•    What is the wall made of? Is it cold metal? Plastic? Or maybe cotton wool?

    •    Does the wall feel cold or warm? Does it move around?

    •    Has it remained static or grown in thickness over time?

    •    Do you see that the wall now has cracks in it?

  •    If your wall has a personality and a voice, what is it saying to you?

    •    Are you ready to let it go?

4. Thanking and transforming the numbness

Thank the numbness for the purpose it has served in your life. But now it is time to break through and move towards the other side.  Say to your shield” Thank you for protecting me all these years. Without you, couldn’t live through those hard times.  However, I am stronger now, and I no longer need you. I promise you, I will take care of myself. It is safe for us to say goodbye.”

You may add affirmations that help you move forward in life:

‘ I am ready to experience life’

’It is okay for me to feel sad sometimes.’

‘Feeling tender is not a sign of weakness’

Things may not change overnight, but the next time you feel the shield emerging, you would be more aware. It will no longer be an unconscious destructive force outside of your control.  Your emotional wall is there to protect you in times of danger. You may choose to use it, or not. But the power remains in you.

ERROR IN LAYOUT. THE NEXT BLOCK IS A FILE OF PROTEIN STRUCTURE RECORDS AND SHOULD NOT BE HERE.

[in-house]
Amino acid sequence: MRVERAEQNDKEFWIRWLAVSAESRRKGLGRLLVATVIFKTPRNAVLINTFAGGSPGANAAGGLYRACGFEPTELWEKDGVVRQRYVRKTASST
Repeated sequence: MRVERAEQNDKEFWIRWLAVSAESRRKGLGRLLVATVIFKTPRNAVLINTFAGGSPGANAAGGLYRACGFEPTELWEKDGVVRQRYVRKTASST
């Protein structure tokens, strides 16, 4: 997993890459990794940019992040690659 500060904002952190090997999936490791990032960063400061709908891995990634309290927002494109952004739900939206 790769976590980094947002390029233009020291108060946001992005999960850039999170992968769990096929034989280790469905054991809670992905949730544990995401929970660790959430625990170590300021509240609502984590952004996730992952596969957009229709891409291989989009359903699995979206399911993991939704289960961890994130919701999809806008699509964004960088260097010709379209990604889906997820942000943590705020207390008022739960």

5. Connect to your physical self

For people who are chronically feeling numb, life can be an out-of-body experience. Reconnecting with your physical body is an essential step in feeling alive.  Different things work for different people. Practicing deep-breathing techniques, self-massage, yoga, meditation, and tai-chi are some of the ways to connect with your mind, body and soul.

6. Do something cathartic

Anger is a challenging emotion for many people. It may well be the very emotions that you have defended against with your shield. Allow yourself to get in touch with your vitality through the following cathartic exercise, even if it feels unnatural at first.

    •    Scream into a pillow to let it all out.

    •    Write a journal to document moments of your life that created feelings of immense sadness or loneliness.

    •    Paint or write a poem to express yourself creatively.

    •    Enrol for an intense dance or exercise class.

    •    Join a group for people with emotional numbness disorder.

Finally, dear sensitive souls, I would like to remind you are you are worth a full life.

No matter how have you pretended and defended for the last many years, deep inside your longing to love and to receive love once again never dies.

When you begin to acknowledge the deep-rooted sense of fear, shame, abandonment, or rejection, a natural thawing process will follow. Once the weight of heavy emotions is lifted, for the first time in a long time, you will see the reservoir of passion and vitality that have always been there, waiting to be discovered by you.